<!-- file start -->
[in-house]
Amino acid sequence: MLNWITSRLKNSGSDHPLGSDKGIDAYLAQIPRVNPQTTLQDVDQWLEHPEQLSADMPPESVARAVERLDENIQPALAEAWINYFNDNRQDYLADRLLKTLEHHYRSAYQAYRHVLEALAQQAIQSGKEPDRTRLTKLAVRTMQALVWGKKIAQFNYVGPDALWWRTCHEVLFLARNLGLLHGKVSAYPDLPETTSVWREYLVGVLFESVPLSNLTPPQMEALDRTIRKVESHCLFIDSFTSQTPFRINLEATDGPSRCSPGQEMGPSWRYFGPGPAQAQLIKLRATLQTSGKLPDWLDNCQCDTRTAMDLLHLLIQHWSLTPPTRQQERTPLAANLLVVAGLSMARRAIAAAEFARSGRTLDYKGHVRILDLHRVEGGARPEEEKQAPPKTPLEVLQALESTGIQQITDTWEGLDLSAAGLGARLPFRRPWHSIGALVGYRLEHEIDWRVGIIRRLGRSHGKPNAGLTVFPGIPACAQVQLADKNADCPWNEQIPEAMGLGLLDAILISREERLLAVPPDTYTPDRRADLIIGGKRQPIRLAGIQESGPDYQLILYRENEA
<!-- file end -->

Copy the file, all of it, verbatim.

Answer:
[in-house]
Amino acid sequence: MLNWITSRLKNSGSDHPLGSDKGIDAYLAQIPRVNPQTTLQDVDQWLEHPEQLSADMPPESVARAVERLDENIQPALAEAWINYFNDNRQDYLADRLLKTLEHHYRSAYQAYRHVLEALAQQAIQSGKEPDRTRLTKLAVRTMQALVWGKKIAQFNYVGPDALWWRTCHEVLFLARNLGLLHGKVSAYPDLPETTSVWREYLVGVLFESVPLSNLTPPQMEALDRTIRKVESHCLFIDSFTSQTPFRINLEATDGPSRCSPGQEMGPSWRYFGPGPAQAQLIKLRATLQTSGKLPDWLDNCQCDTRTAMDLLHLLIQHWSLTPPTRQQERTPLAANLLVVAGLSMARRAIAAAEFARSGRTLDYKGHVRILDLHRVEGGARPEEEKQAPPKTPLEVLQALESTGIQQITDTWEGLDLSAAGLGARLPFRRPWHSIGALVGYRLEHEIDWRVGIIRRLGRSHGKPNAGLTVFPGIPACAQVQLADKNADCPWNEQIPEAMGLGLLDAILISREERLLAVPPDTYTPDRRADLIIGGKRQPIRLAGIQESGPDYQLILYRENEA